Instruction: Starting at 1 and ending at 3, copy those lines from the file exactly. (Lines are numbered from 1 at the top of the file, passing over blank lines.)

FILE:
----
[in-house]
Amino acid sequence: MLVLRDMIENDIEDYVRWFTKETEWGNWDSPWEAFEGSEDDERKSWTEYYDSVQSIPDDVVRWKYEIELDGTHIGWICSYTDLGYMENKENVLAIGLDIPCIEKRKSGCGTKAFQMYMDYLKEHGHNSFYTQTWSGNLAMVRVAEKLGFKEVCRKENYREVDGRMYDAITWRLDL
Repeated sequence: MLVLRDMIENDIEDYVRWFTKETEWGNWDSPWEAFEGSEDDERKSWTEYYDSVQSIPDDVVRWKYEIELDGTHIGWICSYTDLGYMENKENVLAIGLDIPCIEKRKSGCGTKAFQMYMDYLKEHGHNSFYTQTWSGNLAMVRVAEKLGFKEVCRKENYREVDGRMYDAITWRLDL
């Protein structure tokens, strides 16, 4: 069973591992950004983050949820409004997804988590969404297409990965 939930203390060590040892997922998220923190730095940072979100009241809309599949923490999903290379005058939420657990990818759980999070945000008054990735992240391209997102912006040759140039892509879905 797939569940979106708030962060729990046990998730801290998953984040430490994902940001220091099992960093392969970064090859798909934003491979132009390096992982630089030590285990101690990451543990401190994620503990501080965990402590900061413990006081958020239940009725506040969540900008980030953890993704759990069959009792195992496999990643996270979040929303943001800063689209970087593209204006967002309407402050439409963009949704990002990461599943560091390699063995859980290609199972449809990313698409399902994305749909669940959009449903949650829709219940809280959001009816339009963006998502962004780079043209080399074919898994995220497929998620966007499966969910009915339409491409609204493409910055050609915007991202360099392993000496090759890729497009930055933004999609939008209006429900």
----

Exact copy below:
[in-house]
Amino acid sequence: MLVLRDMIENDIEDYVRWFTKETEWGNWDSPWEAFEGSEDDERKSWTEYYDSVQSIPDDVVRWKYEIELDGTHIGWICSYTDLGYMENKENVLAIGLDIPCIEKRKSGCGTKAFQMYMDYLKEHGHNSFYTQTWSGNLAMVRVAEKLGFKEVCRKENYREVDGRMYDAITWRLDL
Repeated sequence: MLVLRDMIENDIEDYVRWFTKETEWGNWDSPWEAFEGSEDDERKSWTEYYDSVQSIPDDVVRWKYEIELDGTHIGWICSYTDLGYMENKENVLAIGLDIPCIEKRKSGCGTKAFQMYMDYLKEHGHNSFYTQTWSGNLAMVRVAEKLGFKEVCRKENYREVDGRMYDAITWRLDL